[Ann 00:43:43] You call it your rock. Right?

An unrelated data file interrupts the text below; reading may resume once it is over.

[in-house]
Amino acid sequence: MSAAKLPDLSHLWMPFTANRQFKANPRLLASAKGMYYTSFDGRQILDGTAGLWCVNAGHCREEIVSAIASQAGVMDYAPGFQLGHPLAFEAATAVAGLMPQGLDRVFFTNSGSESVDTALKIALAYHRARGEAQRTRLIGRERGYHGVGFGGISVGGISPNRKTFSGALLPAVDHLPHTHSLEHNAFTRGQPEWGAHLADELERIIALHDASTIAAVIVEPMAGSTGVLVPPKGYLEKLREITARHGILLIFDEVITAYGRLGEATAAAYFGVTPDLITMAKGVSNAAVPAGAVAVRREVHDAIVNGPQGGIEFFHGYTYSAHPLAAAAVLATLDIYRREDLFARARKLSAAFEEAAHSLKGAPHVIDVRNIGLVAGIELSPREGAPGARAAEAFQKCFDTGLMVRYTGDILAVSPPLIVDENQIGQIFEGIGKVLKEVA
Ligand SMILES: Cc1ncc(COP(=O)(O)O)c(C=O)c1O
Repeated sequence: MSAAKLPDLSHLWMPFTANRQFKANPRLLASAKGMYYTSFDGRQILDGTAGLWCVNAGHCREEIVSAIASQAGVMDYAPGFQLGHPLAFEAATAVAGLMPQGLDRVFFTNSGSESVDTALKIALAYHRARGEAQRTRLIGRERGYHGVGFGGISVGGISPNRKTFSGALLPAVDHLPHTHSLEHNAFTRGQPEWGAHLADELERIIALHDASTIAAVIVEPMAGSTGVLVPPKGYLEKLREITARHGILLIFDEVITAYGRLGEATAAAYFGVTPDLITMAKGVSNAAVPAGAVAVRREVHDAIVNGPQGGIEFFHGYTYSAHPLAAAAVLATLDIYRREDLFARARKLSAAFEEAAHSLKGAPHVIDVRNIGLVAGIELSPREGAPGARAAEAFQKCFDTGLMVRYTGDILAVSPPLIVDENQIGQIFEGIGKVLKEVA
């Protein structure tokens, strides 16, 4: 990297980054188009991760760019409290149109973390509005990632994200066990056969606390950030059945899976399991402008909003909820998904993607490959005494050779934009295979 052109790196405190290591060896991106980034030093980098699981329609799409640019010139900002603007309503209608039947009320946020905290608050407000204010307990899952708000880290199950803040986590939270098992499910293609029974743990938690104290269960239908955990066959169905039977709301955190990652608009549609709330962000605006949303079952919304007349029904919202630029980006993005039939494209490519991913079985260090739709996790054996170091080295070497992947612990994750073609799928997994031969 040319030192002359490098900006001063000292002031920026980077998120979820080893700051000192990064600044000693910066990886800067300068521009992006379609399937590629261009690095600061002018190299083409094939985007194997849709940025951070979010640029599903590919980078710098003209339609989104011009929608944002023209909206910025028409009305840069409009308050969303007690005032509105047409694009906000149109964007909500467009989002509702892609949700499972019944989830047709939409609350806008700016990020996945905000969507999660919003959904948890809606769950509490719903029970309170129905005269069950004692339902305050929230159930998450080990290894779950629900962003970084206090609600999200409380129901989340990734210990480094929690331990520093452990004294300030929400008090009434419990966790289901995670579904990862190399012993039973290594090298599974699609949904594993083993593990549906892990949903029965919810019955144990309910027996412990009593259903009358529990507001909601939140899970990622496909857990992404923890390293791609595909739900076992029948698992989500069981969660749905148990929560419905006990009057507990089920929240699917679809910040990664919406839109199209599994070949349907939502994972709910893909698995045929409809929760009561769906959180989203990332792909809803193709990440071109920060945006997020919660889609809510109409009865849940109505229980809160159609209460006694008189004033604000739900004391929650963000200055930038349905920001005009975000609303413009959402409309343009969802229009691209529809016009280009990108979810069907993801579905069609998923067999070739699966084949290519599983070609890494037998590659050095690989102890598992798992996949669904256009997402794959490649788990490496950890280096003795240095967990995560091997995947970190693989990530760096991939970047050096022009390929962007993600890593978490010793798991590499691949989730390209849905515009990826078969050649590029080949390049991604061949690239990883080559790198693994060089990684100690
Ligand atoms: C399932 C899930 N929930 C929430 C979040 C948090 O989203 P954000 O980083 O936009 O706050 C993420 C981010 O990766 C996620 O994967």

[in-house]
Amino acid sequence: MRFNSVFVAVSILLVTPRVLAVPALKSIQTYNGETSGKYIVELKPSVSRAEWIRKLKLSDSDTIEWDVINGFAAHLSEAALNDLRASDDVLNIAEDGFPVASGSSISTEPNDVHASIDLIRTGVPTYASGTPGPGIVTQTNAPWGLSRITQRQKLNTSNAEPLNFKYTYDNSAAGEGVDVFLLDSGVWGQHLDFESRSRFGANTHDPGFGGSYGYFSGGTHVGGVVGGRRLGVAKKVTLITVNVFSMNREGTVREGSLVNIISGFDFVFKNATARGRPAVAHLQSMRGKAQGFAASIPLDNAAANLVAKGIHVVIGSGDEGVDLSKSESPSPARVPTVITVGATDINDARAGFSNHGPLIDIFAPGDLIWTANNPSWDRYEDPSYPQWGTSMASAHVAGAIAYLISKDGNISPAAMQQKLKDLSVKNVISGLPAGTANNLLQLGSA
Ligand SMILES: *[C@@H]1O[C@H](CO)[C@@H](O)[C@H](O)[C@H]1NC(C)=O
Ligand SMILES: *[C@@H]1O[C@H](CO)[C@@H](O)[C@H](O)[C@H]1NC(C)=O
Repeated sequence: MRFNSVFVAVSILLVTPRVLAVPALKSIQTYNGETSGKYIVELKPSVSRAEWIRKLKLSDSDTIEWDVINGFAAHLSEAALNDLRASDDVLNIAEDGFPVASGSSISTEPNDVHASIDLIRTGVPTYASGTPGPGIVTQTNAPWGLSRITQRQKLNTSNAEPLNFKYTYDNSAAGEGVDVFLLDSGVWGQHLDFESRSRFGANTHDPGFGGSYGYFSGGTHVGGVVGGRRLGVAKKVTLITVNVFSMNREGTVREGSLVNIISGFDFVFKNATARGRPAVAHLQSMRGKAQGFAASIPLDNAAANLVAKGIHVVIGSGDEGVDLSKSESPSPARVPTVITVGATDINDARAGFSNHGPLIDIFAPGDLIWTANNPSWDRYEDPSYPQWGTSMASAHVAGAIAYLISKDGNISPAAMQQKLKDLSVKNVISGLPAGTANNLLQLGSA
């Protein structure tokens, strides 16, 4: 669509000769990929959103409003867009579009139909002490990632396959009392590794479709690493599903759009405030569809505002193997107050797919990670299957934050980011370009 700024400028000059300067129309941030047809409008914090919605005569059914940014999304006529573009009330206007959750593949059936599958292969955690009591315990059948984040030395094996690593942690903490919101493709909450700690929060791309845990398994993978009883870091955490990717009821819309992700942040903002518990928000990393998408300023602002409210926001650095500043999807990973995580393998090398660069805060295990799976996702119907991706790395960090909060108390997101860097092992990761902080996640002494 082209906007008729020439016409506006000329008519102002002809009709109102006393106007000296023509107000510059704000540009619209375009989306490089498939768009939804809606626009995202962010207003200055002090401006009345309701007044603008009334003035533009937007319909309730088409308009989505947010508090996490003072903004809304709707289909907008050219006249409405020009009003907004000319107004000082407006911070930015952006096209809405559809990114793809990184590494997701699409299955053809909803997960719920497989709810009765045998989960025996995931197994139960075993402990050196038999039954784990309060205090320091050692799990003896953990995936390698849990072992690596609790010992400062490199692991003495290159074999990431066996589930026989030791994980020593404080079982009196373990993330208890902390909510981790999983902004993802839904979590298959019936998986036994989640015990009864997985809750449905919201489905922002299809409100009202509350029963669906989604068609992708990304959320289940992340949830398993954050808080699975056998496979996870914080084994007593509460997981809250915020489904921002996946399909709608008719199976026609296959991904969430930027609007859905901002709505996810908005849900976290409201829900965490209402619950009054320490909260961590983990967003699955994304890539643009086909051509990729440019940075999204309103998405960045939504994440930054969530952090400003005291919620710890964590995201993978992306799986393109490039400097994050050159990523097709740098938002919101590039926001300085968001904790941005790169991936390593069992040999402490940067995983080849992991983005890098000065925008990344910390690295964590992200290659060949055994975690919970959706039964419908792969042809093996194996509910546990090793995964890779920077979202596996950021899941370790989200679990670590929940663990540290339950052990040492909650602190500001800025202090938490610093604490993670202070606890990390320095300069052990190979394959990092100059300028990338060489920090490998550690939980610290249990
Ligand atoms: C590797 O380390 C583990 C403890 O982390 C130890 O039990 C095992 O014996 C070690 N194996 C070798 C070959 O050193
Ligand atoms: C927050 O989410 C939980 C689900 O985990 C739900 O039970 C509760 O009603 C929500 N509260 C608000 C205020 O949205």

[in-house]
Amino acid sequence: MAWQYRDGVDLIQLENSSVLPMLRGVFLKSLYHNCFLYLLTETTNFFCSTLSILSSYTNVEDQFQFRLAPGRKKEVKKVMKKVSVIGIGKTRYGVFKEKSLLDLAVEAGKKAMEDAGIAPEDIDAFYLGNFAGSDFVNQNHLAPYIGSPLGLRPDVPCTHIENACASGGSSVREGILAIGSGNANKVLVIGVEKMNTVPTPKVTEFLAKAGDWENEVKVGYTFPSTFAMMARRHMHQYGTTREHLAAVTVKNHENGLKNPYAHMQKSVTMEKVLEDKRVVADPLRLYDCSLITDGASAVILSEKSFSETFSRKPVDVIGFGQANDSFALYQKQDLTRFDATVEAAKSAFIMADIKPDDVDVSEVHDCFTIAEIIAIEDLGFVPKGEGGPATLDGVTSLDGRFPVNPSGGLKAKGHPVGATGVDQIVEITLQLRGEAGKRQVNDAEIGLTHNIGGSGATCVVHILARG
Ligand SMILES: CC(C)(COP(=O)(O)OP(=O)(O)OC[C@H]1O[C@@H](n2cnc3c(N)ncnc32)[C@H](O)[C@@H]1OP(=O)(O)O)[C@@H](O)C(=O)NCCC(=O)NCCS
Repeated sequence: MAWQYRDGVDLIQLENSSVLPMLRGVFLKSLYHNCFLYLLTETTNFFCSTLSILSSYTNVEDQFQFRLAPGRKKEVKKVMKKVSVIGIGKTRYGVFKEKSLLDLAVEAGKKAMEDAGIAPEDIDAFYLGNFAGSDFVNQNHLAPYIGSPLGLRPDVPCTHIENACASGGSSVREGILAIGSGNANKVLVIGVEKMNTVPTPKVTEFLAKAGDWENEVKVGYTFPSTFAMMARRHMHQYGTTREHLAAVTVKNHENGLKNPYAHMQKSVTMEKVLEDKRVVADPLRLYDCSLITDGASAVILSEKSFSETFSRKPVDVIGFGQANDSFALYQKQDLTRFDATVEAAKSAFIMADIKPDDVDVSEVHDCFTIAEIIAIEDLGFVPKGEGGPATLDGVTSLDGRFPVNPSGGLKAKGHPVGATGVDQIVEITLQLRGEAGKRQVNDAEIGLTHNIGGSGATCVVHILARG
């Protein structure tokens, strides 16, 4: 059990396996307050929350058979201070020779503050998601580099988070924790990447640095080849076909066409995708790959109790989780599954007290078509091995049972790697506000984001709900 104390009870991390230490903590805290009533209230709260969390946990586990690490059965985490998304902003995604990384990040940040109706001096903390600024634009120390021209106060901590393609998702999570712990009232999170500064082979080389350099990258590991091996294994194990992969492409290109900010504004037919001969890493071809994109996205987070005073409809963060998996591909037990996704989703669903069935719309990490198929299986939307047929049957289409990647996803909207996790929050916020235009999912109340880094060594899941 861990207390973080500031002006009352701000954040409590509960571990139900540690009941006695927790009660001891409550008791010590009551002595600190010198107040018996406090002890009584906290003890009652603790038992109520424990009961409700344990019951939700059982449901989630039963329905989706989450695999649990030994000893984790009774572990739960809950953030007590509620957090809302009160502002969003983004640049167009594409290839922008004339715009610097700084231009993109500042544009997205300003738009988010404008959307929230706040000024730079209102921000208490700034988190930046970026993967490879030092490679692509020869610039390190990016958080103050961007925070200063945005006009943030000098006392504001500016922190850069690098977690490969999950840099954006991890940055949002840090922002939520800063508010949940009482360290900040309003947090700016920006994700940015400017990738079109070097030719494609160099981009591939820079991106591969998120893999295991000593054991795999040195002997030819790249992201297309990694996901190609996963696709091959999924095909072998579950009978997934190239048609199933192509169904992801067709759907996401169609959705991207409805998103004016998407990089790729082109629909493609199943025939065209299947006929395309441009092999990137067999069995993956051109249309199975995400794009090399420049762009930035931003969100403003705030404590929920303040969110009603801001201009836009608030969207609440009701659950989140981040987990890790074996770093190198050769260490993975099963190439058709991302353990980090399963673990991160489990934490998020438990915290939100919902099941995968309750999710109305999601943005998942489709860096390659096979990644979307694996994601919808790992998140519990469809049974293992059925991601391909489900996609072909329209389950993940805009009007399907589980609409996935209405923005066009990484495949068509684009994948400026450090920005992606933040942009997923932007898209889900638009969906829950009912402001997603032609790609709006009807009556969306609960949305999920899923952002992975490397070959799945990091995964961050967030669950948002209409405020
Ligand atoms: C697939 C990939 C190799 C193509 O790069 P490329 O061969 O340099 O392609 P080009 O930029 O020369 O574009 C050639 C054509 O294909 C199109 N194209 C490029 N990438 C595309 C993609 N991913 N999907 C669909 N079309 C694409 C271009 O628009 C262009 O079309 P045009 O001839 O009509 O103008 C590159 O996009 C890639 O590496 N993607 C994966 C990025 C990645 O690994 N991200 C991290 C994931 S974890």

[Rick 00:43:46] Yes, it's a rock. It's a it's like it's it's my it's my it's my sanctuary place. I won't touch it. Like, if it's there, I will do it. Like, there is no like there's no negotiation. Of course these happen. But this is a starting point. But this gives you a a like an upfront view of how things are going. And most of most of the people that I meet have only have a, like a after, after the crime. The crime has happened. They will look back and see, okay, this was a train wreck. While I can predict on Monday, okay, this will be a tough week and now I can start making some proactive changes like I can make sure, okay, maybe I should clear out one evening to work, which is fine as long as everyone is in the loop. I know that my wife is at home and we get stuff arranged, whatever, like. And then it feels not stressed, but it feels managed. And of course we cannot manage every single thing in our life and on the on our lives and on this on this planet. Luckily we don't. But these kind of things we can do. But then it gives you this overview that you can take to your manager. And that's the the essential part that I find was often lacking when I was a manager. And I'm a manager again, but like when I was at Blendle and people would come to me and say, Rick, I'm way too busy. I would say, with what? What are you doing? And not in this aggressive tone, but I would say, okay, show me, what are you doing? They would show me a list and I would say, based on this list, I cannot really like I cannot make an estimation if that's actually full or not. So show me your calendar. And they would say, Yeah, there's three meetings. Okay, but how you're like, is this one? This is task one day, one and a half to two days, and then this is basic stuff for us. But like for young people, this would this would really force them to put it in their calendars and think, okay, I need a full day for this. If I need a full day, I can only do one extra task and I have three on my plate. So now what? Now what do I do? Well, you don't have to manage it yourself. That's the question you can take to your manager. But now you have a view. You have an overview and estimation stuff you can can discuss, which I find super nice and so freeing.